Feline health tips, licking wounds after harmful collar encounters

the evidence
the evidence
Licking her wounds
Licking her wounds

Feline health tips, licking wounds after harmful collar encounters

A cat collar may look cute, but can end up being harmful to feline health. Here’s a tip that may prevent serious injury to your pet.

There are countless companies producing cat collars from jewelled to personalized, but the truth is they can often do more harm than good. If you use a collar as a fashion statement the cat doesn’t care so don’t bother. If you use a collar for identification purposes then it would be advisable to have your veterinarian implant a microchip or tattoo the cat’s ear.

A few days later disaster struck. Fortunately Xena came to me for help after managing somehow to get her collar caught on her teeth. After cutting the collar from around her neck I noticed I had blood all over my shirt and my hand. I checked her mouth looking for damage to teeth, gums or tongue, but couldn’t see anything. Then I noticed bloody footprints on the kitchen floor. I checked her paws and sure enough her left pad was bleeding. Knowing she would tend to and clean it on her own I set her down and she immediately began licking the wound. I can only imagine what happened was that while grooming the collar hooked on her tooth and when she attempted to free it from her mouth she punctured the pad with a canine or premolar. When I retrieved the collar from the kitchen floor my fingers became red… the collar was soaked in blood.

I had never used a collar, and never will again, on any of my feline friends prior to the instance I’m about to share because I didn’t believe they were safe for outside cat health. The possibility of becoming ensnared on a tree branch, fence or numerous other hazards was always foremost in my mind. My newest cat, Xena, is an inside cat so I didn’t anticipate any harm would be caused from her wearing a collar. I made certain it wasn’t too tight or too loose by using the two finger check; you should be able to place two fingers underneath the collar. She didn’t put up a fuss when I put it on, she didn’t seem to notice it was even there and it looked so cute.

This may sound ludicrous to some, but Xena has been with me since she was five or six weeks old and, as much as I am teased, I consider myself to be her mother figure. I taught her how to vocalize (she makes a chirping sound as opposed to a meow), jump, play and catch. I believe she came to me knowing I would help. Had she not I may have been faced with an outrageous vet bill and a huge guilt complex!

Again, if the collar is for aesthetics only put it on your cat when a ‘being cool’ moment arises, like a Best Dressed Kitty Fashion Show or Cats Have Talent contest. Otherwise lose it unless it’s attached to a leash.

If it’s for ID seriously consider a tattoo, they’re righteous, or a microchip, how sick is that!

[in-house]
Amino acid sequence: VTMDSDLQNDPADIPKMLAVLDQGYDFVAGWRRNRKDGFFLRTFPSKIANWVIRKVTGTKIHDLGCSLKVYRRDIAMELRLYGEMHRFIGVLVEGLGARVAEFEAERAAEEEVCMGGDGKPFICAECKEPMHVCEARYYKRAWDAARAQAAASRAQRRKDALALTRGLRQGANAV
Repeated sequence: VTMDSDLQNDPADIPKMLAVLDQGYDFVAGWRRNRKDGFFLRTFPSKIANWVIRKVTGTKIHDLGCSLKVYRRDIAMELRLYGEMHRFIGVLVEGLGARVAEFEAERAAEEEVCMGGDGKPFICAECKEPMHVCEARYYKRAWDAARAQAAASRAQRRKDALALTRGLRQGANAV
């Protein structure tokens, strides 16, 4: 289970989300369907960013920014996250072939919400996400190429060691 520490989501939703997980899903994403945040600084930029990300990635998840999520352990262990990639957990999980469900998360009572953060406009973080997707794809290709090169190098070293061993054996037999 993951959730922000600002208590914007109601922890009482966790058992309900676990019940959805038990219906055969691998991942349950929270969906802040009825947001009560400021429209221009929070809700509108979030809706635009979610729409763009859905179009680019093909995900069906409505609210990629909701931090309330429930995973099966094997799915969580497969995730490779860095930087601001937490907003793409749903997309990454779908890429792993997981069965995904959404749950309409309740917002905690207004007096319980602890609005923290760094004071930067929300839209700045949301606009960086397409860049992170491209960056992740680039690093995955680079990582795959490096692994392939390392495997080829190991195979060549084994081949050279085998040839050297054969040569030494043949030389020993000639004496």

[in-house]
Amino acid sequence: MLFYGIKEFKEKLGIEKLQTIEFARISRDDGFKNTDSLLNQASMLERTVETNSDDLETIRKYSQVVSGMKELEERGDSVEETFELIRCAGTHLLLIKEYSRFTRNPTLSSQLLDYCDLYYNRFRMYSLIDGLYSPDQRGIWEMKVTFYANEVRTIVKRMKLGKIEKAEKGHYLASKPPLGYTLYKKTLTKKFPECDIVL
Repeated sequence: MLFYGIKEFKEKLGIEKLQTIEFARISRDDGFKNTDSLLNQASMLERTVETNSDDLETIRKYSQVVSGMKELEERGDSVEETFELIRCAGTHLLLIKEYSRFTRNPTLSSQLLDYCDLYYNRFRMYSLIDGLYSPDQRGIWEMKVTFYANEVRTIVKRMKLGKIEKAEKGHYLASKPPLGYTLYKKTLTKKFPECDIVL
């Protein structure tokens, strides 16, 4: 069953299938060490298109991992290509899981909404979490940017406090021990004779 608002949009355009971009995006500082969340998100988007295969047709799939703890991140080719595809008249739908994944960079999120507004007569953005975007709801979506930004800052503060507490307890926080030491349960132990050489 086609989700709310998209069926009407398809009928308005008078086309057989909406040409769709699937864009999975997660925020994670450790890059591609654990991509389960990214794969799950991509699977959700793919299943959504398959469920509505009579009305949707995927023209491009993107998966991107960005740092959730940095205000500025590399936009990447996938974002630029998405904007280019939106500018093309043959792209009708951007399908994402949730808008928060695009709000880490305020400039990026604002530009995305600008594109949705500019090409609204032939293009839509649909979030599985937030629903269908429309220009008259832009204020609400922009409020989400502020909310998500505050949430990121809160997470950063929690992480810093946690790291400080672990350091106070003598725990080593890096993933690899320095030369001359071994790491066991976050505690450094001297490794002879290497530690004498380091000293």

Tattoos are generally done under sedation when your cat is spayed or neutered. They can be done at other times, but sedation in necessary so it will cost a bit extra. Each veterinary hospital has its own personal ID code so if a cat is lost locally or within the same province or state the animal can be traced back to the owner.

A microchip implant is about the size of a large grain of salt and is injected beneath the skin with a syringe. The procedure is painless and inexpensive and could save your pet’s life.

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Comments 6 comments

kartika damon profile image

kartika damon 6 years ago from Fairfield, Iowa

Excellent article! My Birman is also an indoor kitty and I did put a little collar on her once but then took it off thinking she might find it annoying - however, what you're describing is a real problem and many people may not be aware of it. I just started a dot com a couple of months ago with some of my own articles on pets - www.caringforpetsonline.com - if you would like me to put it on my site with your byline I'm happy to - I can't pay because I'm not making $, but you can have a url on the article to a blog if you like! Kartika


Carmen Borthwick profile image

Carmen Borthwick 6 years ago from Maple Ridge, B.C. Author

Thanks Kartika, I never would have thought something like that could happen. I'm a very conscientious cat mom and it scared the holy you-know-what out of me. Thanks for the offer its very generous, by all means post it. I'm not sure if that will pose a problem with it being on both sites. I had one hub flagged because I had it posted on another blog, I was told the hub contained too much copied content. (even though it was mine)The only url I own presently is for my book threetrimesters.ca. I'm going to get my blog up and running again shortly, I've neglected it.


maven101 profile image

maven101 6 years ago from Northern Arizona

I have a pair of tuxedo's and thankfully have never had that problem...Nice article, well written with important info for those that do have that problem...Larry


Carmen Borthwick profile image

Carmen Borthwick 6 years ago from Maple Ridge, B.C. Author

Thanks for dropping by Larry. I love tuxedo cats, as you know Zack was one.


crazybeanrider profile image

crazybeanrider 6 years ago from Washington MI

Very well written useful article. This is something I did not know. My cats don't wear collars b/c they are know indoor cats. I would be heartbroken if that happened to my cats.

I also skimmed your article about your cat Zack. I am not yet able to read it completely.I am still so sensitive about losing my Sully, I probably should have moved on by now but I haven't totally done that. The pictures of Zack are adorable.


Carmen Borthwick profile image

Carmen Borthwick 6 years ago from Maple Ridge, B.C. Author

crazy, I'm sorry to hear about Sully. It is so difficult to lose a loved one, furry or otherwise. Thanks for the visit.

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